The Rams averaged 411 carries for 1,588 yards during those two seasons. To put that into perspective, the 2008 Cleveland Browns carried the ball 409 times for 1,605 yards.

Out of those 411 carries, the Rams averaged 6.5 rushing touchdowns per season. To put that into perspective, the 2008 Detroit Lions carred the ball 352 times and scored 10 touchdowns.

In both 2007 and 2008, the Rams defense ranked 31st in the NFL in terms of points per game allowed.

So what we have in terms of support is an offensive line that allows the quarterback to get sacked at the drop of a dime, a running game that gains less yards on more carries than the 2008 Cleveland Browns, a running game that scores 35 percent fewer touchdowns on more carries than the 2008 Detroit Lions and a defense that ranks 31st in the NFL.

Now, how many quarterbacks have played with that kind of support and done well?

That is not to say that Bulger does not deserve any of the blame, I'm sure he would be the first person to take all the blame on his shoulders.

My point rather, is to illustrate that when you play for a team that performs at the above illustrated levels, it's only logical to expect the play of the quarterback to decline as well.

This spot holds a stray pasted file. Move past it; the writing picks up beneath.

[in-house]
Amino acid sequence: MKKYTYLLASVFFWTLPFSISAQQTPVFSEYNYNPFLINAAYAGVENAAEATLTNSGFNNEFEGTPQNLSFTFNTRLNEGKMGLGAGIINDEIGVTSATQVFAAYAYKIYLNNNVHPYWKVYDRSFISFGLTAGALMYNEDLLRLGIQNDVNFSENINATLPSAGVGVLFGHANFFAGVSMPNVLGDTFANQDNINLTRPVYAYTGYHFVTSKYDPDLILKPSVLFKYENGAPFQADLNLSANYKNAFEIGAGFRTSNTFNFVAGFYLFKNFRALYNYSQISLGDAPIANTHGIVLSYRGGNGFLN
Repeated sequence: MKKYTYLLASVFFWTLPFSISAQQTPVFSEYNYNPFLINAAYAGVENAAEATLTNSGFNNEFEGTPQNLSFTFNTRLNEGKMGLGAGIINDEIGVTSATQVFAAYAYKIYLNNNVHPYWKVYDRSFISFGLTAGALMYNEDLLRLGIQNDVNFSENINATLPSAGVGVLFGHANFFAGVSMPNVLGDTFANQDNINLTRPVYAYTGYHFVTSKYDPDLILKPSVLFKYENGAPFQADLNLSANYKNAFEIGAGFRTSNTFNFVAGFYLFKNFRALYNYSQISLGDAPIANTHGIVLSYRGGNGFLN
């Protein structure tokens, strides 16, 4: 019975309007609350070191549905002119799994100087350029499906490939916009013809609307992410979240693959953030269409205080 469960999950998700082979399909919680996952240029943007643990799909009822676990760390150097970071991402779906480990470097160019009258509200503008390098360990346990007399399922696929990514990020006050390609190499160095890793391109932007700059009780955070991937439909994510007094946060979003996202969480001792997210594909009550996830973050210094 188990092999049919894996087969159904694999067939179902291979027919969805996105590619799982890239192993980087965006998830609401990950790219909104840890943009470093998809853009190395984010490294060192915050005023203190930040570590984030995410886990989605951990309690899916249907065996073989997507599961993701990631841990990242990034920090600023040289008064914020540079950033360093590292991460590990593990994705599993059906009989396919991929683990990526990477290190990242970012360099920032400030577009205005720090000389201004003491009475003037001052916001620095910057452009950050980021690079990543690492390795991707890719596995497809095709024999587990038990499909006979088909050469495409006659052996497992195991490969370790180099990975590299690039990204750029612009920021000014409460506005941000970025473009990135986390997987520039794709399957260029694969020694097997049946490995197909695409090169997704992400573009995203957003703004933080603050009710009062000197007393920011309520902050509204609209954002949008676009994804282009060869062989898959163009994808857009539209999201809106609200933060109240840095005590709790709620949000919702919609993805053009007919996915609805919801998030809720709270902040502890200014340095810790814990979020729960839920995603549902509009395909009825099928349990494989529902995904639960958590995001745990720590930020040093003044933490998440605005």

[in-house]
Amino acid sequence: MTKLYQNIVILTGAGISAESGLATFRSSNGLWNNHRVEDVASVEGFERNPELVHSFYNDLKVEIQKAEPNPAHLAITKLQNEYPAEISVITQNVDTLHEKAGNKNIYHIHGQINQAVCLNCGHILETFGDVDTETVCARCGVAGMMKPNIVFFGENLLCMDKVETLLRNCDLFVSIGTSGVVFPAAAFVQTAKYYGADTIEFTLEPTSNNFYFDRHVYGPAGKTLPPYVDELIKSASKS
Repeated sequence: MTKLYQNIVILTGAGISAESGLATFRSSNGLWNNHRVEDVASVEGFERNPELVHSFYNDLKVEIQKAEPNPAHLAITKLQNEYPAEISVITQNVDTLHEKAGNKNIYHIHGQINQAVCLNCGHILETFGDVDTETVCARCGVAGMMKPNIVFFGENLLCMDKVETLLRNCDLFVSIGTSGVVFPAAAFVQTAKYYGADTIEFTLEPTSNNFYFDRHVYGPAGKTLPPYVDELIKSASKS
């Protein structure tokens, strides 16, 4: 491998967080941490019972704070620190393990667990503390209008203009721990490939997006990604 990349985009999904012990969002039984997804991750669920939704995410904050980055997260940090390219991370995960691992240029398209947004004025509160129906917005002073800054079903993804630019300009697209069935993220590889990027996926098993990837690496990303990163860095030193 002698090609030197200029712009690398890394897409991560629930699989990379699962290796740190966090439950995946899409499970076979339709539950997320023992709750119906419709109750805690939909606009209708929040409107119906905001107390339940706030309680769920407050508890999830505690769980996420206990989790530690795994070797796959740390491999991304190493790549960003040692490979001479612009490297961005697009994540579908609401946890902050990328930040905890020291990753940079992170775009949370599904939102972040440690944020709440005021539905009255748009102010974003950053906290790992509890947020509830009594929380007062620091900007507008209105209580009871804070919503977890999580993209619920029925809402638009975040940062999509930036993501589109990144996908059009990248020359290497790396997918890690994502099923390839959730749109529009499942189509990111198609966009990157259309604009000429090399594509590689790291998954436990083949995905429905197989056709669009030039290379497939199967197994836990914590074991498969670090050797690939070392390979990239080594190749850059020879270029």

Yet even with as bad as Bulger's past two seasons have been, his career numbers are still quite impressive.

To have done what he has with the supporting cast that he has had makes his accomplishments all the more impressive.

People think that because Bulger has played with the likes of Marshall Faulk and Stephen Jackson, that he has had excellent rushing support.

But as I've illustrated many times in other articles, individual rushing performance can not make up for the lack of total team support.

The real NFL is not like a game of Madden where you use one running back in a game of five-minute quarters. In the NFL, the rest of the backs have to perform at a high level as well if the quarterback is to be adequately supported.

Let's now look at how the Rams have performed on average from 2002 to 2008...


Rams Running Game (2002-08): 394 carries for 1,577 yards (4.0 YPC) and 11.4 touchdowns.

To put that production into perspective, let's take a look at the rushing production of the 2008 Denver Broncos...

2008 Denver Broncos: 387 carries for 1,862 yards (4.8 YPC) and 15 touchdowns.